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Friday, December 16, 2005

Bar

"Bar pics are the worst!" exclaimed a voice from the table directly across from hers. She glanced up from her book at the rowdy group of mostly boys, young men in their early twenties, and girls about the same age. They were college-aged, but she didn't take them for college kids. The girls were dressed up from jobs at sales counters and reception desks. Some of the boys wore casual office-type clothes while others were in nice jeans and neat T-shirts.

They were sending each other text messages on their phones, laughing riotously at what she could guess were obscene comments, perhaps about the other coffeehouse patrons, perhaps even about her. A few of the guys put their heads together, apparently examining a picture that was sent to the phone of the exclaimer, a photo of himself it seemed, that everyone was laughing at.

Bar pics are the worst. That phrase made her pause. Bar pics. It made her see this group of young, energetic, carefree people living the kind of life where you are so happy to be where you are with you you're with that you start snapping pictures of each other, just for fun. Kids like this probably have so many pictures that they have to designate them by location, such as "bar pics," or "park pics," or "weekend at the beach pics." Her heart hurt a little to think of how much affection lay in this group of casual young people, such that they wanted to immortalize their lives and each other.

Of course, it was easier now, with digital everything. When she was their age, people were more frugal with film. You tried to save it for special occasions, or at least occasions when you felt pretty sure that the subject being photographed would turn out looking pretty good. You didn't just go snapping pictures any old place. Kids this age must have more pictures of themselves already than she would probably have in her entire lifetime. She searched her memory for a single picture of her in a bar, young and tipsy, flirty, loud. Like these girls. Was she like this once?

There was one picture taken of her in a bar about twenty years ago, when she was 21 or 22. She thinks of this picture and remembers it being a good one, one where she looked happy and pretty. She wore contacts then and was a little thinner. Maybe a lot thinner.

Another burst of laughter erupted from the table and she could see that the object of this teasing laughter, the young man who had bemoaned the whole category of "bar pics," was flushed and embarrassed.

"Dude! I could not BELIEVE when you did that!" said the guy sitting next to him, slapping him on the back. The girls squealed and giggled, as a phone was passed around.

"I think you should take that picture off your phone, Sara," the flushed young man said. His jaws were clenched tightly, his face still flushed but unsmiling now.

She ducked her head so that she'd appear to be reading her book but she was completely focused on this drama. What picture did he want Sara to erase from her phone? And why?

The girl, Sara, giggled and waved her phone in the air triumphantly. "No WAY! If you're stupid enough to strip in a bar, you can't whine because I snapped a few pics!"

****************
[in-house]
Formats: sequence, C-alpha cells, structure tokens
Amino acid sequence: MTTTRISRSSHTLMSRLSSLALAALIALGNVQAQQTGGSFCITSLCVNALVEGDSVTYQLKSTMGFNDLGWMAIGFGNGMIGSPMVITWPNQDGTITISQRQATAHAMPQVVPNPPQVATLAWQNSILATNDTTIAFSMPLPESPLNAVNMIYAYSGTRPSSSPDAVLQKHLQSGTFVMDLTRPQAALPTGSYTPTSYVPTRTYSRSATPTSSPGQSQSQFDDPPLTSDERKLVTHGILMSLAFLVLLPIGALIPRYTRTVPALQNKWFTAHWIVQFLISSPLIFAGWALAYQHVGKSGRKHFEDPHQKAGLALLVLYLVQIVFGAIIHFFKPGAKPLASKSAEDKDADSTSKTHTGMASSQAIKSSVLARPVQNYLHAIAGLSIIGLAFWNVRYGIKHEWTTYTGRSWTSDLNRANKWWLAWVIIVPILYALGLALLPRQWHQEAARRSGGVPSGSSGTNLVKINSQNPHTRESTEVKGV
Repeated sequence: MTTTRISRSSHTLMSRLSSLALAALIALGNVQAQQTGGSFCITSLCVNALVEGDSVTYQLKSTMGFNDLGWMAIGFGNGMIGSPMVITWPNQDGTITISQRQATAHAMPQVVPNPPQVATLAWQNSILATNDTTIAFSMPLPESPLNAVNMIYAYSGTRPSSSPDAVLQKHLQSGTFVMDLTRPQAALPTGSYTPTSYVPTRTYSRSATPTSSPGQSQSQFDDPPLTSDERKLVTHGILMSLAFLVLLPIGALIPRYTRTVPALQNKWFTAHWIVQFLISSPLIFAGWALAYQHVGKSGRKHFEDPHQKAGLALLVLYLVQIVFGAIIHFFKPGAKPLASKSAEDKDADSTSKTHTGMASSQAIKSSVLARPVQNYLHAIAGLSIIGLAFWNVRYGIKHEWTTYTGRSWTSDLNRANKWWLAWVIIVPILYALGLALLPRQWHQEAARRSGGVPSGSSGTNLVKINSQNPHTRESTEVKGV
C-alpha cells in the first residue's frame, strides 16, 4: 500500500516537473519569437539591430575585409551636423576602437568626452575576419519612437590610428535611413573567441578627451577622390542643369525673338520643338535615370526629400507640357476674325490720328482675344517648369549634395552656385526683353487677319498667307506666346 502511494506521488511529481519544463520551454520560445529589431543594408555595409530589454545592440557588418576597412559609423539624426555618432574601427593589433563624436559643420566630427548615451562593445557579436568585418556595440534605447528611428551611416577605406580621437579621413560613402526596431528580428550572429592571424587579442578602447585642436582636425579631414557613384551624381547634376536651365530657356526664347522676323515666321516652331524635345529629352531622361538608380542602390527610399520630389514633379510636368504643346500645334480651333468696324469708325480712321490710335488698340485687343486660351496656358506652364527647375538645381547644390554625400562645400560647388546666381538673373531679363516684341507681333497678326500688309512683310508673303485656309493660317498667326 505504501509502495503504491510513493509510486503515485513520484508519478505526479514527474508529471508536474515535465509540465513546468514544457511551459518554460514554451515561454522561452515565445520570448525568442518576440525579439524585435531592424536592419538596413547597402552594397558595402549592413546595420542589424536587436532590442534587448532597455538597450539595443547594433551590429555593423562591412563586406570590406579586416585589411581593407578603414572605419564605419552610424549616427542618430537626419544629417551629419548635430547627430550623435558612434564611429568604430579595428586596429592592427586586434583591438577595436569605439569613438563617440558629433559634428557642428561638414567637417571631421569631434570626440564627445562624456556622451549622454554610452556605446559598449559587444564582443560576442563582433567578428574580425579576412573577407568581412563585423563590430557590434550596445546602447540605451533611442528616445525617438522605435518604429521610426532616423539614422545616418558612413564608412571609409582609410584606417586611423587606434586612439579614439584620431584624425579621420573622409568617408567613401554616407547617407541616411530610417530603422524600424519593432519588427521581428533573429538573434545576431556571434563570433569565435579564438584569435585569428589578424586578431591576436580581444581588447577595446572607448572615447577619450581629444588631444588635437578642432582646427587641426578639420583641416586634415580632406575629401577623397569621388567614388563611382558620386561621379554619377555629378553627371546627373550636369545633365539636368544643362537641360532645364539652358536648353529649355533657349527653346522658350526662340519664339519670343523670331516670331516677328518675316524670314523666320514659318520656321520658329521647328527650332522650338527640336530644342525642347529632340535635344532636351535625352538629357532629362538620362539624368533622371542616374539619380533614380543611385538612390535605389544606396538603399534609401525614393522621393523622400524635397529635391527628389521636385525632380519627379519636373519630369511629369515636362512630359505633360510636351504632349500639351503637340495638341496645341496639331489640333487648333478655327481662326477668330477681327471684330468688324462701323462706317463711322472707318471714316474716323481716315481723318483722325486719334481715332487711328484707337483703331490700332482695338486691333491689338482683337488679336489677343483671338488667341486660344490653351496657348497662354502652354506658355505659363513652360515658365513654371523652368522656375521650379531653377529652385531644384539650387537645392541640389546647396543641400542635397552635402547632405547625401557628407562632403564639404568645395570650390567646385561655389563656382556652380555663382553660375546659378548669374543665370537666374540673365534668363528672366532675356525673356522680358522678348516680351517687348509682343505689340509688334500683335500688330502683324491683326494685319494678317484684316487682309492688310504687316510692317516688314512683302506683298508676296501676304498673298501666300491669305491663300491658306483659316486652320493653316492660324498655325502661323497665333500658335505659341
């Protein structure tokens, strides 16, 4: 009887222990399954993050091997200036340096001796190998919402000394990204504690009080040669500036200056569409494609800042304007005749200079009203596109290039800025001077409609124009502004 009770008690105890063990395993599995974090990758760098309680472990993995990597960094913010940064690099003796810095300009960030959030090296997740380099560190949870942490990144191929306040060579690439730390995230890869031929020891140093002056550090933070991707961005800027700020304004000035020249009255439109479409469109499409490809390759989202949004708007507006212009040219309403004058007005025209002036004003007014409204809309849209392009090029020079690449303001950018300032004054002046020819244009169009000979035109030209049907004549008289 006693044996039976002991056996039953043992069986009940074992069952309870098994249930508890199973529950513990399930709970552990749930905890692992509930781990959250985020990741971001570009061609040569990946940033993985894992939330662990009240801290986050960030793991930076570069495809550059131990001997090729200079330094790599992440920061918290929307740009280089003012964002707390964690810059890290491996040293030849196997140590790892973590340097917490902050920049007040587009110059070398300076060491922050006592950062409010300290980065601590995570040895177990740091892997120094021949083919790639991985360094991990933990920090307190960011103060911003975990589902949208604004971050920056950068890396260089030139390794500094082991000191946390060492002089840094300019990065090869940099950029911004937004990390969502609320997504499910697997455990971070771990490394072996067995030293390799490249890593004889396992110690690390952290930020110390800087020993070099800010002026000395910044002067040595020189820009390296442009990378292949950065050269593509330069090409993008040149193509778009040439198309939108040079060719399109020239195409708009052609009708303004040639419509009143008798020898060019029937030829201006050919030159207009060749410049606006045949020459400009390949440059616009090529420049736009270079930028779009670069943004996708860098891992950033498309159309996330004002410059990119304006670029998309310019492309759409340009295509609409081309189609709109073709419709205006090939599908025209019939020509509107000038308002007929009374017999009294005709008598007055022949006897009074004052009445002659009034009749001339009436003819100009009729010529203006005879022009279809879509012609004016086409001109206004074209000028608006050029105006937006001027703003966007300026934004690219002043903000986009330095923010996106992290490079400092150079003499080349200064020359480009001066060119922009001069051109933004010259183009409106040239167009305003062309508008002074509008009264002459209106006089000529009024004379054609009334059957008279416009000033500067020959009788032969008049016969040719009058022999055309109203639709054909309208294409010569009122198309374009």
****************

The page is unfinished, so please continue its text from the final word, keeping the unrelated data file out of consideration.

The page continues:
Just then she noticed that one of the young women wasn't laughing. She was sitting quietly, her face pale. There was a dignity on her face that was transparently arranged and deliberate.

It reminded her of the naked, raw expression she had once worn when she herself walked into a bar, looking for her married lover. She'd been about the same age as these young people, and she never tells anyone now that she had let herself fall into this trap. No one would believe that someone as sensible and level-headed as she would have ever been walking hopefully into a bar, expecting to meet up with the married man she'd been seeing for a little less than a year. But there she was, and as she scanned the faces in the dark and smoky bar, her eyes fell upon her lover. She could feel her features light up in recognition and excitement and then she looked at the woman sitting next to him. His wife. In those few seconds she realized that at the last minute, his wife had insisted on coming out with her husband and he'd not had a chance to contact her.

The wife had seen her face light up. She'd undoubtedly taken in the excitement and hope and perhaps even the sexual way that her ### (something her body did inadvertantly) when she'd seen him. When she saw the wife's face, and saw that not only had she recognized the raw hope and beauty that had appeared on her face but that she'd seen it before, in the many other women who'd wanted her husband, she had turned around abruptly and run from the bar, crying.

And this girl now, would she stnd up and run? Because her face, it so clearly showed that she had not been present when her boyfriend had done the strip-tease in the bar, and that she was extremely hurt that the other girl had not only been there, but had felt familiar enough to take pictures.

At the table behind her book, she watches the young man and finally knows how she had appeared that night in the bar, that night when she had known how it felt to hurt someone else when all you'd thought you were doing was having a good time. The guy feels his eyes on hers and they lock eyes, fellow conspirators in the contest which neither, in the end, had won.

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